Dose of Digital FDA Pharma Social Media Hearing Testimony - Adverse Event Reporting

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This is my testimony that I will present to the FDA at the upcoming hearings on the use of social communications in pharma. This specifically will address their question regarding adverse event monitoring and reporting

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  • By now, we’ve all seen this slide a hundred times, so I’m not going to explain it again. I will share the specific objection I get regarding this slide when I do share it with pharma clients. They don’t question the way Nielsen collected the data or analyzed it (nor do I). However, they question if this is really where their responsibility ends.
  • This is an actual example I pulled from iGuard. Assuming this was seen by a pharma employee, does this meet the criteria for “reportable”? If not, what information is missing and how far would the pharma company need to go to get this information?
  • Piece number one is an identifiable patient. There is no name here, but no name is required on form 3500.
  • So, if you don’t have a name, does it matter?
  • Is a combination of these bits of data good enough?
  • Piece two is an identifiable reporter. Since the reporter and patient are the same here, the answer to question one would answer this one? That is, how we treat the answer to if it’s an identifiable patient will also answer the reporter question. However, what if someone submitted it on behalf of someone else?
  • This is from MedHelp with “billieboy” asking about a potential AE on behalf of his father. Is billieboy good enough of an identifiable reporter? What about if we add in this profile information as scarce as it may be?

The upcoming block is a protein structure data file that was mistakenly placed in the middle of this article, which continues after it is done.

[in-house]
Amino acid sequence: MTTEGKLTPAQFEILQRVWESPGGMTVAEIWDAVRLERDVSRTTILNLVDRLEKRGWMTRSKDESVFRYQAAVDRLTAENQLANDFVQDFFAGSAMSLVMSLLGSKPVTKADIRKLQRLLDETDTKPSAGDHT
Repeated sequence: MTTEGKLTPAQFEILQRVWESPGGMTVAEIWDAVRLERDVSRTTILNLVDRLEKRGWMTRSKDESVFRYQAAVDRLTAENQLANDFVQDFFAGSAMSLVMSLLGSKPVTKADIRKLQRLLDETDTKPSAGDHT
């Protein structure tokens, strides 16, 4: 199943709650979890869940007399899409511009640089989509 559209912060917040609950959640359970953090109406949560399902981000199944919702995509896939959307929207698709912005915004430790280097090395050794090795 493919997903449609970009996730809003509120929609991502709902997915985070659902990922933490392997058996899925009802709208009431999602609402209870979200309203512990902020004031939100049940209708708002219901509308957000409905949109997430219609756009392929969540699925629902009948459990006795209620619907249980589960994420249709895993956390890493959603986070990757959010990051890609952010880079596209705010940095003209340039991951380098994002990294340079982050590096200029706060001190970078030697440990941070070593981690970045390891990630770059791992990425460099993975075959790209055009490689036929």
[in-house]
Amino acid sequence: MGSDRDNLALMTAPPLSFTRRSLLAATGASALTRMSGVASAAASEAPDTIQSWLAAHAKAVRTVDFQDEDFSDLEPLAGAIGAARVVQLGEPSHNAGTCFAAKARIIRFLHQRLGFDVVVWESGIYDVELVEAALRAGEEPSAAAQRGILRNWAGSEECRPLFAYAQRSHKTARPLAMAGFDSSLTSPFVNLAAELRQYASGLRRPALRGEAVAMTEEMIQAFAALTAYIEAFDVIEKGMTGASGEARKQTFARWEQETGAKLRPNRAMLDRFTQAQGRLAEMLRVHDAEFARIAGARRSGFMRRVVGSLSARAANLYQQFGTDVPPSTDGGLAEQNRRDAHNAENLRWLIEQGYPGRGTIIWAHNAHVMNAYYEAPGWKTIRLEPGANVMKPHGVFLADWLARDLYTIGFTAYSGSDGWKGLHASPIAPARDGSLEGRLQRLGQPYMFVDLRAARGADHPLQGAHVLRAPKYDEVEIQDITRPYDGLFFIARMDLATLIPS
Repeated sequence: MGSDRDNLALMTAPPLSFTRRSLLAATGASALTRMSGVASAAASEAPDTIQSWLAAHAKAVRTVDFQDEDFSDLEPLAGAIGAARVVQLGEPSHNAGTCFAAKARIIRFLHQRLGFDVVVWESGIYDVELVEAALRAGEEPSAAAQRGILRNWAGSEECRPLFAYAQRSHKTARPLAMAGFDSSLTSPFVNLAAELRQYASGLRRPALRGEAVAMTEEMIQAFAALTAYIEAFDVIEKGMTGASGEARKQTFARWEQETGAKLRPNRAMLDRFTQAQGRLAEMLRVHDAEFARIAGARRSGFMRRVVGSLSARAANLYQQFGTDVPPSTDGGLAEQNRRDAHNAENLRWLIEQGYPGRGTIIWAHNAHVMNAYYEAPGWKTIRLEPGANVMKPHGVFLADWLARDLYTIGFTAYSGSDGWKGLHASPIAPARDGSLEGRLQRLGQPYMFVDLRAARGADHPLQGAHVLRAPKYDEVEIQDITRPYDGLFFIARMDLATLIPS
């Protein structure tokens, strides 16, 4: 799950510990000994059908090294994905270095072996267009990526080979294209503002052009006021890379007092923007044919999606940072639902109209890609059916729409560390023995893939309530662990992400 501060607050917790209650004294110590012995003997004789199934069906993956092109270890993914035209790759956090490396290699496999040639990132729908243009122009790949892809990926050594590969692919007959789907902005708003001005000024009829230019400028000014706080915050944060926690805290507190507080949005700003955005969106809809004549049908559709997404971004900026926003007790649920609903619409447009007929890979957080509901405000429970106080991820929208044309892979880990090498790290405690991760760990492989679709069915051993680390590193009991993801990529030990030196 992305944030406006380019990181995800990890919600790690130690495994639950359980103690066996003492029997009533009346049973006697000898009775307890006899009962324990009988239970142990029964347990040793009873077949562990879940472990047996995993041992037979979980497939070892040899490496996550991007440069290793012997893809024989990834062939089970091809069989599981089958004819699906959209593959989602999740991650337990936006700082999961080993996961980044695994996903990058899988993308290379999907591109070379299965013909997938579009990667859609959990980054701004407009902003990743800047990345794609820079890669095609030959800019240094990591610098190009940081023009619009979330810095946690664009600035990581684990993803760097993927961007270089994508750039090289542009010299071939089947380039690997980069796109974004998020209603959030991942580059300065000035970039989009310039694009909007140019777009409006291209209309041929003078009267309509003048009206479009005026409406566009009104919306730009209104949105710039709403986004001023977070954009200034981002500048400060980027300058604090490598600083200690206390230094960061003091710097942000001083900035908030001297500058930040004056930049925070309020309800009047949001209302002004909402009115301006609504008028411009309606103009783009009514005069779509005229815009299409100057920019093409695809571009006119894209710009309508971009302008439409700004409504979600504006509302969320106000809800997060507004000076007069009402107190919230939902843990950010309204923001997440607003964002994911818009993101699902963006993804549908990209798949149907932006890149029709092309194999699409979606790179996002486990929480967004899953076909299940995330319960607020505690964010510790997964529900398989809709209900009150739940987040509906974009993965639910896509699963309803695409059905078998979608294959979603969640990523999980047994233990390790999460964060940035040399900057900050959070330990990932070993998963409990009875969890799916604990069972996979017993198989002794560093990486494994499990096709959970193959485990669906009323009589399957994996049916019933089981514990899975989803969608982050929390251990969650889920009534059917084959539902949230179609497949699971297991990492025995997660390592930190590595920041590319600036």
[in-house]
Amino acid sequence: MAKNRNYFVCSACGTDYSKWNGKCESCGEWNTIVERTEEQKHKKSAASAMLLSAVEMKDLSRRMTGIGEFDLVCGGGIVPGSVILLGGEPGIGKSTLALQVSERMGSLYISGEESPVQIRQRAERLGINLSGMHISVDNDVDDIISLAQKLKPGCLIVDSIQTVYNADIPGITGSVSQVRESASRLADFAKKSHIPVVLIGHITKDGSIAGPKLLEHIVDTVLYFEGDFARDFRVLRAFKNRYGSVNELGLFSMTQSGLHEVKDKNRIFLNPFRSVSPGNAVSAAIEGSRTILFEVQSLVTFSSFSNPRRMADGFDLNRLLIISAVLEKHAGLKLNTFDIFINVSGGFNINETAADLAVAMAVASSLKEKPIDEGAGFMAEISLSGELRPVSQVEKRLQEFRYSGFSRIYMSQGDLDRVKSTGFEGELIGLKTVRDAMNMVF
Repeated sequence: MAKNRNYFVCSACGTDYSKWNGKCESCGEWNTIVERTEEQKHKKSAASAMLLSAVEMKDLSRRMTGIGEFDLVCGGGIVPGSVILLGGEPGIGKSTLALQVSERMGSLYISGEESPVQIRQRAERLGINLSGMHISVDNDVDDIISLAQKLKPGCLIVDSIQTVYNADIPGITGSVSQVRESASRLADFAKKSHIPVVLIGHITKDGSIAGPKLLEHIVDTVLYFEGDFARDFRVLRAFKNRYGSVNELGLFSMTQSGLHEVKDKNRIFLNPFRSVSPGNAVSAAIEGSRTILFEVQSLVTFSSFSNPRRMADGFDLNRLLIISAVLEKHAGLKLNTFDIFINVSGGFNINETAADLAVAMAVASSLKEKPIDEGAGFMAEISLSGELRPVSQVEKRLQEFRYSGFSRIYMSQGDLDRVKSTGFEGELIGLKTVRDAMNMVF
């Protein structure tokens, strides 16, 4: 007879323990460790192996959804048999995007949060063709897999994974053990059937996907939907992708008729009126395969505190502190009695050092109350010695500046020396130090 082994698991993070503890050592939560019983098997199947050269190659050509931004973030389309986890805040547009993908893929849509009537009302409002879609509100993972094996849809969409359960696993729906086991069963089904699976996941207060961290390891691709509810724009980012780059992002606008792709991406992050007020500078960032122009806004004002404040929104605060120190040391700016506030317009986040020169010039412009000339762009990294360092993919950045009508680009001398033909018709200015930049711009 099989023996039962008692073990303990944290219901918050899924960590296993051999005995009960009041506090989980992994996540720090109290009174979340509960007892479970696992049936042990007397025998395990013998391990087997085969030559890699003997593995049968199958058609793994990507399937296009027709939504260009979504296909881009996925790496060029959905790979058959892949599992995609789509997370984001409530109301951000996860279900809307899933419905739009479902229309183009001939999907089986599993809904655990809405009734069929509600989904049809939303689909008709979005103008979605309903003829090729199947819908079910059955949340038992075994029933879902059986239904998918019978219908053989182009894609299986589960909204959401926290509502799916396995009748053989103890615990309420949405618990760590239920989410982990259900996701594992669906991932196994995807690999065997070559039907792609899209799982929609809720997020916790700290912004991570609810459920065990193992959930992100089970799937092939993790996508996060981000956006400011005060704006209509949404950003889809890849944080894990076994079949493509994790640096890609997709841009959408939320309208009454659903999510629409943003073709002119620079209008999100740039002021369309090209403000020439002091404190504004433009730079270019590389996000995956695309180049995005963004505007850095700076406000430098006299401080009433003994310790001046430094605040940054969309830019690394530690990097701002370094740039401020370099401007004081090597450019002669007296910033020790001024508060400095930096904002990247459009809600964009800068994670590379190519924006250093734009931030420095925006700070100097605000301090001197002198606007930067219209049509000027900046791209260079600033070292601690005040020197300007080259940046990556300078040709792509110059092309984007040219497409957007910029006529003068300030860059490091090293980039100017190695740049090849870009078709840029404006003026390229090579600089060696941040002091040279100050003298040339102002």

• This one is, of course, one of the easiest of find, as it’s almost always mentioned when people are referring to a specific incident, but from time to time they don’t know the name or the suggest it but don’t mention it.
  • There’s not much to write about if there isn’t an adverse event included. The definition of an adverse event and what needs to be reported quickly to FDA is fairly clear, however, from personal experience there is a fair amount of confusion precisely what this means. Additional clarification could be helpful here
  • There was a time when physicians primarily were the ones collecting adverse events and there certainly weren’t message boards all over the place for people to talk about their conditions and experiences and potentially generate and adverse event report. When it was primarily the doctor, he or she could always make sure they gathered all the necessary information.
  • How do we handle a case like this? It looks like we might have all the pieces. Or do we?
  • How far do we peek into “billieboy’s” comment and profile? Can we just use his “handle” or do we need more and how far do we go to get it? Do we contact by email or direct message (if it’s available)? Do we contact the hosting site asking for this information? As more and more people go by handles in places like Twitter and in forums and blog comments, is this good enough for identifiable?